With both the experience of coaching at VCU and the talent to lead a successful basketball program at Rice, Mike Rhoades is looking like the perfect head coaching fit for the Rams. After Will Wade’s prompt departure for LSU, Rhoades was hired as the next head coach of VCU. The 44 year old head coach is no stranger to VCU’s culture of winning. After being hired as an assistant coach under Shaka Smart in 2009, Rhoades helped lead the Rams to a Final Four in 2011, and he was a part of 4 straight NCAA Tournament teams. The VCU Rams were 137-46 during Rhoades’ time as associate head coach and assistant coach.
After replacing Ben Braun in 2014 and inheriting a Rice team that had won just 7 games the previous season, Rhoades began to make strides with the Owls. He went on to win 6 more games in Conference USA play the next season and 5 more games overall. Under Mike Rhoades, the Owls finished 210th overall in Kenpom’s 2015 rankings after finishing 300th in Braun’s final season as head coach. The 2015-16 season didn’t feature much improvement, but Rhoades made an enormous jump in 2016-17, winning 11 Conference USA games and winning 23 games overall. Rhoades’ ability to take a team like Rice from rags to riches in a matter of 3 seasons is what got him the opportunity to coach at VCU. It’s that kind of leadership that teams search for constantly.
While Mike Rhoades has proved to be an efficient coach with the know-how to make a turnaround at the mid-major level, it’s his general understanding of the VCU culture that makes him such a good fit for the Rams. Rhoades knows that this program is not centered around him; it’s centered around the players, the fanbase, and the commitment to excellence. VCU expects a lot from its team, and Rhoades comes ready to deliver. He’s already secured the commitments of two incoming freshmen who have decided not to transfer. They believe in Coach Rhoades, and more importantly, they believe in the VCU culture that Rhoades will look to continue. As a result, Sean Mobley and Marcus Santos-Silva will both be playing for VCU next season.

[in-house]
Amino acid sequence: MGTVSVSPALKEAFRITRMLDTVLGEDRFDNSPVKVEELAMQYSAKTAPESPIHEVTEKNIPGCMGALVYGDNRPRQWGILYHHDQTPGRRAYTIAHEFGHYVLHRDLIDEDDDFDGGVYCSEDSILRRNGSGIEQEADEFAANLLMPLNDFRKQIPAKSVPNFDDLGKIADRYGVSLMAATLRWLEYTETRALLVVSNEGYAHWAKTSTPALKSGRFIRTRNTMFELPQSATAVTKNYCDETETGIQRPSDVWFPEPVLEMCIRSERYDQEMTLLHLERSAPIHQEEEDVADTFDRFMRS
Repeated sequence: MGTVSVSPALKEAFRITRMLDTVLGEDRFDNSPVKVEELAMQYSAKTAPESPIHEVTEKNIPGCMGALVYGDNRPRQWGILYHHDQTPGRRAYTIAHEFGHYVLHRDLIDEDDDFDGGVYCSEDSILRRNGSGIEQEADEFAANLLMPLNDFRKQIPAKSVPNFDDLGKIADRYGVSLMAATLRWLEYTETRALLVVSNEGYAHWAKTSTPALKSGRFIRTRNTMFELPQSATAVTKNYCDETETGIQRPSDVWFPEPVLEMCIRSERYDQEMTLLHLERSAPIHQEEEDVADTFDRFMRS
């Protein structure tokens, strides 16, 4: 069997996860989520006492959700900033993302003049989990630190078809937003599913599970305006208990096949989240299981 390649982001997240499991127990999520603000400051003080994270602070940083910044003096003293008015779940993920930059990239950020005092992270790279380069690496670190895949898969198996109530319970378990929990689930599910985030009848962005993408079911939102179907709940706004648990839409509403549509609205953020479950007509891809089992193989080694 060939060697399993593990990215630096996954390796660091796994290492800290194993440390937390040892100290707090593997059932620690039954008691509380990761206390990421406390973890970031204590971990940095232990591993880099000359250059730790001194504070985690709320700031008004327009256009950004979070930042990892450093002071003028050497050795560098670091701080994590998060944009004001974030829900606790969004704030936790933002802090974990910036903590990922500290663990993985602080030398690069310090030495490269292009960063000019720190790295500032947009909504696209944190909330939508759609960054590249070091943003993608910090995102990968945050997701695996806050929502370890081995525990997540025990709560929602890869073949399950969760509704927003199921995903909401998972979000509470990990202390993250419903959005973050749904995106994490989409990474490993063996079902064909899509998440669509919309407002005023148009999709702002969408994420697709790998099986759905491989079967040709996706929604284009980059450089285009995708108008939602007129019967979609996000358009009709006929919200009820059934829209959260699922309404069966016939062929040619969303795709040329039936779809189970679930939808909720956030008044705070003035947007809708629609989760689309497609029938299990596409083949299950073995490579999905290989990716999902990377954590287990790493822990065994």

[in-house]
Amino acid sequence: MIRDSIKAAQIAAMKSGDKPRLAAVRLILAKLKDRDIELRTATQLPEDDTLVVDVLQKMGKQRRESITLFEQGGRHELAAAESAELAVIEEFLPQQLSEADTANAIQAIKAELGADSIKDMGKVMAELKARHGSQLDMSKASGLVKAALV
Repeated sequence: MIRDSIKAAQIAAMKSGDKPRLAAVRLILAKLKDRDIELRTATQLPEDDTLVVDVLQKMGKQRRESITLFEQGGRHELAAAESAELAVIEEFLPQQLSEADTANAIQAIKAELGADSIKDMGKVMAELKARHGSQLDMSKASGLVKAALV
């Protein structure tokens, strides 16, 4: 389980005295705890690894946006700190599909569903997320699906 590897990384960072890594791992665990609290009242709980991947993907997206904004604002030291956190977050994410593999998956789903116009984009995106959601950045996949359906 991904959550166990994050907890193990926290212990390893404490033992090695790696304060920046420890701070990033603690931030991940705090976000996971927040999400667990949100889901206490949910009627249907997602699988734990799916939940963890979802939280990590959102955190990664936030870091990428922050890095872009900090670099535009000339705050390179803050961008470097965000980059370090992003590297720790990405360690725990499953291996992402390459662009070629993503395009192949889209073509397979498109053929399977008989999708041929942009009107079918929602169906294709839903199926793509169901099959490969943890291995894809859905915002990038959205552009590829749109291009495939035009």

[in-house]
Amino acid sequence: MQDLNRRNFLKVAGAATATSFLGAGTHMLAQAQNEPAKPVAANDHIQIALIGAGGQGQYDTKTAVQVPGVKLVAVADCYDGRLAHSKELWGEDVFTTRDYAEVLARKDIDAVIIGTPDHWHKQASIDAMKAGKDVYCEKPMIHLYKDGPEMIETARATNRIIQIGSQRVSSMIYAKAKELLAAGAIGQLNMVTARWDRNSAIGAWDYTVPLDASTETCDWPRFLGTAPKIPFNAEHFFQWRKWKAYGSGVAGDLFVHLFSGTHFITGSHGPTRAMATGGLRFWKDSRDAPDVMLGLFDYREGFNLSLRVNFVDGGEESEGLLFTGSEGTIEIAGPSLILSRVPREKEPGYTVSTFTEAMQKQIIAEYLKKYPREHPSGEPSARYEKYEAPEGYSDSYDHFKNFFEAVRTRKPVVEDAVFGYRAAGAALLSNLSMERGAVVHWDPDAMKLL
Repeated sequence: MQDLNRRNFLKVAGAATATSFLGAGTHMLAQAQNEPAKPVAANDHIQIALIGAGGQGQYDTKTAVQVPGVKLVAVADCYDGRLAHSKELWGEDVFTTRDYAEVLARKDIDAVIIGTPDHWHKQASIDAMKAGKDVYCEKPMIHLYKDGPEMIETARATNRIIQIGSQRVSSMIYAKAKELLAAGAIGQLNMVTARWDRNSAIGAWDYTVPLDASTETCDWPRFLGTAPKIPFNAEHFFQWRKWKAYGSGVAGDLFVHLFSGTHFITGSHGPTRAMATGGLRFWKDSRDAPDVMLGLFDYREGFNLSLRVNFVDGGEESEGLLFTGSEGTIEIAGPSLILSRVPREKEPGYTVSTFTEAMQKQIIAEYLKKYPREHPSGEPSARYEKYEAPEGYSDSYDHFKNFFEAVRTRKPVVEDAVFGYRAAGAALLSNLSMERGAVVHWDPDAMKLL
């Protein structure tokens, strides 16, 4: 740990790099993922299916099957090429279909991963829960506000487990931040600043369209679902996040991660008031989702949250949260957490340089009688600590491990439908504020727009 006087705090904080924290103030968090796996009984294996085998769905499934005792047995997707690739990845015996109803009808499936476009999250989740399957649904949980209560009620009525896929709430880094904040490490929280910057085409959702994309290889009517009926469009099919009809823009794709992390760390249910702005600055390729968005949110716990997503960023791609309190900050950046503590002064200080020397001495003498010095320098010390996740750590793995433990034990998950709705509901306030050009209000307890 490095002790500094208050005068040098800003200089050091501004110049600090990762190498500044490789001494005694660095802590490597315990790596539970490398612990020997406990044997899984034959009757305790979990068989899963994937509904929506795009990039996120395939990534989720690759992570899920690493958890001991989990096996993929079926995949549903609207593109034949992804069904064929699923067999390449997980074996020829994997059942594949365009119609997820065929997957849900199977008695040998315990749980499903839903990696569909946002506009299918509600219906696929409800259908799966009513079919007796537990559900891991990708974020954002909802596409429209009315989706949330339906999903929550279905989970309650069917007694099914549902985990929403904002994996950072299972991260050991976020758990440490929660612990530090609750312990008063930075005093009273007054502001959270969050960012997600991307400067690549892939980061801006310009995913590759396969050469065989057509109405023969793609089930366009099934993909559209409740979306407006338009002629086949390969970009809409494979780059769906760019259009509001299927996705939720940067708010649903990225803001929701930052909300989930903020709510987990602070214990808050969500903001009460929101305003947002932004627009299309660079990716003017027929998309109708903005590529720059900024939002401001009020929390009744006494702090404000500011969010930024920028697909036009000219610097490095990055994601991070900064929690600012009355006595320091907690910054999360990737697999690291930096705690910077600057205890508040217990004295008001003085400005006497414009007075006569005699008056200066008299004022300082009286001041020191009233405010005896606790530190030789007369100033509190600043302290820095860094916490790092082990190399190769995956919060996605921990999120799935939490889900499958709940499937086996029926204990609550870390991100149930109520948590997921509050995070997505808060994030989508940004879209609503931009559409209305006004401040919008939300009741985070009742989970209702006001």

It’s all about winning at VCU. Mike Rhoades knows that. He’s been around to witness an inconceivably impressive run to the Final Four. He’s also been around to see more than 1 one VCU trip to the NCAA Tournament. As far as getting a coach who understands the program, VCU hit this one spot on.
I will say that I’m a bit concerned about the future of VCU’s defense under Mike Rhoades. Rice’s former head coach led a team that allowed opposing teams to shoot an abysmal 41.8% from three point range just two seasons ago. That ranked 2nd to last in the nation. While the Owls cleaned that up this past season, they still ranked 219th nationally in defensive efficiency. Mike Rhoades hasn’t always been known as a coach who teaches egregiously aggressive defense, unlike Shaka Smart and Will Wade, and VCU’s best defenders in Doug Brooks, JeQuan Lewis, and Mo Alie-Cox will all be graduating. Mike Rhoades is going to have to work extremely hard to make sure his team keeps that kind of defensive intensity that’s been a staple of the Rams’ culture.
I love the fact that the players, coaches, and VCU fanbase believe in Mike Rhoades like they do. There’s always skepticism when a new head coach is hired, but Mike Rhoades has been nothing but celebrated since accepting the job offer as VCU’s head coach. The Atlantic 10 will look entirely different next year with new head coaches at VCU, Dayton, Massachusetts, Duquesne, and maybe more. At the end of the day, the league should be pretty wide open, and whether or not VCU can make an 8th straight NCAA Tournament appearance is a question Mike Rhoades is hoping to answer affirmatively when the 2017-18 season rolls around.